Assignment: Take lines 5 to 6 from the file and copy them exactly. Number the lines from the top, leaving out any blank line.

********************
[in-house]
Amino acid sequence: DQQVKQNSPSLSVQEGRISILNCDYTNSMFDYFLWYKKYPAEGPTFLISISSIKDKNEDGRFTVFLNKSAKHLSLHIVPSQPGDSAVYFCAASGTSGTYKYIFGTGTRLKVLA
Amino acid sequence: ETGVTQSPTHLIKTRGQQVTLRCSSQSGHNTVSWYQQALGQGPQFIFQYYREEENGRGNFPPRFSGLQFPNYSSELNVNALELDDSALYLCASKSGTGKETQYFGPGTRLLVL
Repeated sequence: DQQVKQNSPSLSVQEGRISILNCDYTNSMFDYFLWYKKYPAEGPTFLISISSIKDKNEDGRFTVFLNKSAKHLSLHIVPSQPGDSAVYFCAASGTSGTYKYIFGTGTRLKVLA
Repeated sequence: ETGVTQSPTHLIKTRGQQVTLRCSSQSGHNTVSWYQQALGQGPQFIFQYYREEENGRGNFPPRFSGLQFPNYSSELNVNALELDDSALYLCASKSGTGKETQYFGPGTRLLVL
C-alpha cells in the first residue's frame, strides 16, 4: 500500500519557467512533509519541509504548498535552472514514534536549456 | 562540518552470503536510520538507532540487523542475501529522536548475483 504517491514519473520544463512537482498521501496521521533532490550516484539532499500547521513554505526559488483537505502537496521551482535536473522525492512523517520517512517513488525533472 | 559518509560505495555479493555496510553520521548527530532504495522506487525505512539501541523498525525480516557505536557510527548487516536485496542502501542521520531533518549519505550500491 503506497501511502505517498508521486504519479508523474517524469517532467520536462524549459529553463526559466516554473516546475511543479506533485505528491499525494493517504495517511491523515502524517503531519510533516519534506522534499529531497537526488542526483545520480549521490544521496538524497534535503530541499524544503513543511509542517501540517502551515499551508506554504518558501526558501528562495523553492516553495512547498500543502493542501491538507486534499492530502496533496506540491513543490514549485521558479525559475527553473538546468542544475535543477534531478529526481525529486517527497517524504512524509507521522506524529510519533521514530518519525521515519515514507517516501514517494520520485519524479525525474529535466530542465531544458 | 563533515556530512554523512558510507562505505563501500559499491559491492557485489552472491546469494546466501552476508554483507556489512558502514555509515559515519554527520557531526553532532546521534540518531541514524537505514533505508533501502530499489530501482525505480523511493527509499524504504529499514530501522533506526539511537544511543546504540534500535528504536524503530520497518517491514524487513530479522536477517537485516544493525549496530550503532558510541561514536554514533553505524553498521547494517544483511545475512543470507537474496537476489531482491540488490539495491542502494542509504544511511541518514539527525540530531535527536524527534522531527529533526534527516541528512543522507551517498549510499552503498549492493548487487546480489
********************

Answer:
Repeated sequence: ETGVTQSPTHLIKTRGQQVTLRCSSQSGHNTVSWYQQALGQGPQFIFQYYREEENGRGNFPPRFSGLQFPNYSSELNVNALELDDSALYLCASKSGTGKETQYFGPGTRLLVL
C-alpha cells in the first residue's frame, strides 16, 4: 500500500519557467512533509519541509504548498535552472514514534536549456 | 562540518552470503536510520538507532540487523542475501529522536548475483 504517491514519473520544463512537482498521501496521521533532490550516484539532499500547521513554505526559488483537505502537496521551482535536473522525492512523517520517512517513488525533472 | 559518509560505495555479493555496510553520521548527530532504495522506487525505512539501541523498525525480516557505536557510527548487516536485496542502501542521520531533518549519505550500491 503506497501511502505517498508521486504519479508523474517524469517532467520536462524549459529553463526559466516554473516546475511543479506533485505528491499525494493517504495517511491523515502524517503531519510533516519534506522534499529531497537526488542526483545520480549521490544521496538524497534535503530541499524544503513543511509542517501540517502551515499551508506554504518558501526558501528562495523553492516553495512547498500543502493542501491538507486534499492530502496533496506540491513543490514549485521558479525559475527553473538546468542544475535543477534531478529526481525529486517527497517524504512524509507521522506524529510519533521514530518519525521515519515514507517516501514517494520520485519524479525525474529535466530542465531544458 | 563533515556530512554523512558510507562505505563501500559499491559491492557485489552472491546469494546466501552476508554483507556489512558502514555509515559515519554527520557531526553532532546521534540518531541514524537505514533505508533501502530499489530501482525505480523511493527509499524504504529499514530501522533506526539511537544511543546504540534500535528504536524503530520497518517491514524487513530479522536477517537485516544493525549496530550503532558510541561514536554514533553505524553498521547494517544483511545475512543470507537474496537476489531482491540488490539495491542502494542509504544511511541518514539527525540530531535527536524527534522531527529533526534527516541528512543522507551517498549510499552503498549492493548487487546480489